The Colbert Report: ‘National treasure’ taking over from Letterman
by Kathleen Parker
April 14, 2014 12:00 AM | 717 views | 1 1 comments | 25 25 recommendations | email to a friend | print
In selecting Stephen Colbert to replace David Letterman as host of the “Late Show,” CBS has waged war on America’s heartland — or so proclaims that Palm Beach font of heartland mirth, Rush Limbaugh.

Don’t you believe it, Heartlanders.

But wait, there’s more. CBS also must be waging war on Asian-Americans since a Twitter activist who calls herself Angry Asian Woman called for an end to “The Colbert Report” late last month following a joke she didn’t like.

Apparently, Colbert in his pretend role as a loudmouthed, conservative blowhard (keep guessing) made a crack about the “Ching-Chong Ding-Dong Foundation for Sensitivity to Orientals or Whatever” in response to the new Washington Redskins Original American Foundation created by team owner Dan Snyder, who refuses to change the Redskins mascot name. It was satire, folks.

If you have to explain a joke ... you may be living in post-humor America.

Oy!

May I say that? Just to be safe, let’s go with heavens to Murgatroyd, begging forgiveness from all Murgatroydians extant and, again, just to be safe, nonextant.

Finally, no offense to Snagglepuss.

But back to Rush, who elaborated as follows: “What this hire means is a redefinition of what is ‘funny’ and a redefinition of what is comedy, and they’re blowing up the 11:30 format under the guise that the world’s changing and people don’t want the kind of comedy that Carson gave us or even Letterman.

“They don’t want that anymore. It’s the media planting a flag here. I think it’s maybe the media’s last stand, but it’s a declaration. There’s no unity in this hire. They’ve hired a partisan, so-called comedian to run a comedy show.”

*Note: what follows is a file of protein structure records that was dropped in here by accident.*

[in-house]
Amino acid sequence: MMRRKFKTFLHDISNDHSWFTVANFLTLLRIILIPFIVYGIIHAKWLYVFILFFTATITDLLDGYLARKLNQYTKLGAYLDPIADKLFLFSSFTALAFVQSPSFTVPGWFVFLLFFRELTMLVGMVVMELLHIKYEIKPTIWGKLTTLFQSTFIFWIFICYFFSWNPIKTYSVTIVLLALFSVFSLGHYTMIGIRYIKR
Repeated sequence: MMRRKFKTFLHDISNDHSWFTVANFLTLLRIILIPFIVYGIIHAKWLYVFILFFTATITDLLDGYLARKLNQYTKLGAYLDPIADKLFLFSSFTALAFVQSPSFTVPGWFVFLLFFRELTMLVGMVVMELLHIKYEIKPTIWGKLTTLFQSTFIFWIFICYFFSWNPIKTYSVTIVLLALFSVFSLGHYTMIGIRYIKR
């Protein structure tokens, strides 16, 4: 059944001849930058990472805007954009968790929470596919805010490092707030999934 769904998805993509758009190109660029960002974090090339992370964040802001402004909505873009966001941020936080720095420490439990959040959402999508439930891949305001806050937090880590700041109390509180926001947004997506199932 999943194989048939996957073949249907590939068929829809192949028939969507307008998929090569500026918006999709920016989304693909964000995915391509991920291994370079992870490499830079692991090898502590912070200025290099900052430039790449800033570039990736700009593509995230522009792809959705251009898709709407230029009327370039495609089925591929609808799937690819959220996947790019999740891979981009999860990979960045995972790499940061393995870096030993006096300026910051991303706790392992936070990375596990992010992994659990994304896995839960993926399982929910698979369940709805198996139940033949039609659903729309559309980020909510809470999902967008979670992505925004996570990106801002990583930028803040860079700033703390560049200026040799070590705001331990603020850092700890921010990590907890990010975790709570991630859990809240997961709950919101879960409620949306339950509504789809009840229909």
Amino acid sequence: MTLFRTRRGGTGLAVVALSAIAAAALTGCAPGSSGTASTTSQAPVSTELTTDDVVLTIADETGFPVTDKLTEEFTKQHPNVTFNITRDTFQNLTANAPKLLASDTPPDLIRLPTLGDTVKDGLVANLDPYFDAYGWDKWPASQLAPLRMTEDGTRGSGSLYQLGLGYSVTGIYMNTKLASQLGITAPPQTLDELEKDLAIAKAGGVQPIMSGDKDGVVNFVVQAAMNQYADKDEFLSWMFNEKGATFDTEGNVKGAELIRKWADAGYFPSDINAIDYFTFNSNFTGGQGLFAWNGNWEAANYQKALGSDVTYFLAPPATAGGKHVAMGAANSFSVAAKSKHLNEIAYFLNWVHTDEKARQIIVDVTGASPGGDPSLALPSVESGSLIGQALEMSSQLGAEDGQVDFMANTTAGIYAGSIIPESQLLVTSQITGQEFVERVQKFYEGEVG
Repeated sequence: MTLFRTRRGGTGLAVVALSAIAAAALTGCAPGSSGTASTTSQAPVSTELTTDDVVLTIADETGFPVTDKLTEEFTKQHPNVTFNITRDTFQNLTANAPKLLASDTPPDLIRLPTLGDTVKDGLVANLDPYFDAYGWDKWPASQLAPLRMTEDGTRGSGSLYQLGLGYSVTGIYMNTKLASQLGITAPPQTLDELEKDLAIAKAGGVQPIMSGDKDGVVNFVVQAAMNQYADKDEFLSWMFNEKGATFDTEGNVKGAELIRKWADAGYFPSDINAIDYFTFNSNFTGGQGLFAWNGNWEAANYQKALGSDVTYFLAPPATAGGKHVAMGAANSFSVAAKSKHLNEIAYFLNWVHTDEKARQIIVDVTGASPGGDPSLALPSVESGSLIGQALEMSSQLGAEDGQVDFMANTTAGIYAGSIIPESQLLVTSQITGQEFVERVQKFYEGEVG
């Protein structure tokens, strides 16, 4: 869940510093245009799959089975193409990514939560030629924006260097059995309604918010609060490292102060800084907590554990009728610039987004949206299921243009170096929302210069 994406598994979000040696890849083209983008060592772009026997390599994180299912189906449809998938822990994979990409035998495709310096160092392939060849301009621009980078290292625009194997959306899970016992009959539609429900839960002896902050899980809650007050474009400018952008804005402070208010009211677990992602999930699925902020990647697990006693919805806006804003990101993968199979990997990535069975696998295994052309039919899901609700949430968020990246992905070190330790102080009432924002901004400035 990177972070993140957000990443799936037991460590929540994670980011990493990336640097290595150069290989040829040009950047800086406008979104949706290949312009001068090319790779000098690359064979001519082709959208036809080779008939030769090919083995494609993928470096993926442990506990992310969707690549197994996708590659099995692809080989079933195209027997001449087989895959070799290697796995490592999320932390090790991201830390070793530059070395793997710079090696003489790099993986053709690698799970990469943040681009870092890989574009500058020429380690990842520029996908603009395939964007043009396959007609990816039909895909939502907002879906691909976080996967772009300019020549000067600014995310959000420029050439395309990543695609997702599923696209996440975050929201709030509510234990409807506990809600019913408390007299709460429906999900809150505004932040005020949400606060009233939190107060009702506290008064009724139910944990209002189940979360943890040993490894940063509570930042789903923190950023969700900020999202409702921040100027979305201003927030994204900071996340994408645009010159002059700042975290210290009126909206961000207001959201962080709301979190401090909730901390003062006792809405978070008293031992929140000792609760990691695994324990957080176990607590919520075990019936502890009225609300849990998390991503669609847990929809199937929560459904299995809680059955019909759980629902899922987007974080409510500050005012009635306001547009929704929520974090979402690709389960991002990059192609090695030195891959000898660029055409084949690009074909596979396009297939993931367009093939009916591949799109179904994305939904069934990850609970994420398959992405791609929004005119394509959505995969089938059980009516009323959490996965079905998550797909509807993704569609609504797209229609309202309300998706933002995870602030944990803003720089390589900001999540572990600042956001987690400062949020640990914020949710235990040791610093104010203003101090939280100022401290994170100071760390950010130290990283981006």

Here’s the thing, and I say this with all due respect, Colbert is a comedian whose shtick is to present an exaggerated impression of a conservative talk show host. He’s a character! Sort of like, spoiler alert, Bill O’Reilly.

You don’t hear O’Reilly complaining about his role as comic foil. One, he has a sense of humor. Two, it’s good for him. Three, he knows that when people are paid millions to yack on TV, they don’t get to whine when someone else making millions gets a new gig. I wouldn’t be surprised to see O’Reilly among Colbert’s first guests.

To put it plainly, the fellow who will be sitting in the “Late Show” chair is nothing like the character on the “Repor(t),” which is both a delightful and grievous prospect. Many will mourn the exit of Comedy Central’s Colbert, but millions more will celebrate his new role. Having met the real-life Colbert, the lad from Charleston, S.C., I’m confident viewers will find him every bit the Everyman as was all-time favorite Johnny Carson.

The one time I appeared on “The Colbert Report,” Colbert met me in the Green Room beforehand and, speaking as the polite Southerner he is, said, “Now, I’m going to be in character on stage, so don’t let me put words in your mouth.” You can’t say I wasn’t forewarned.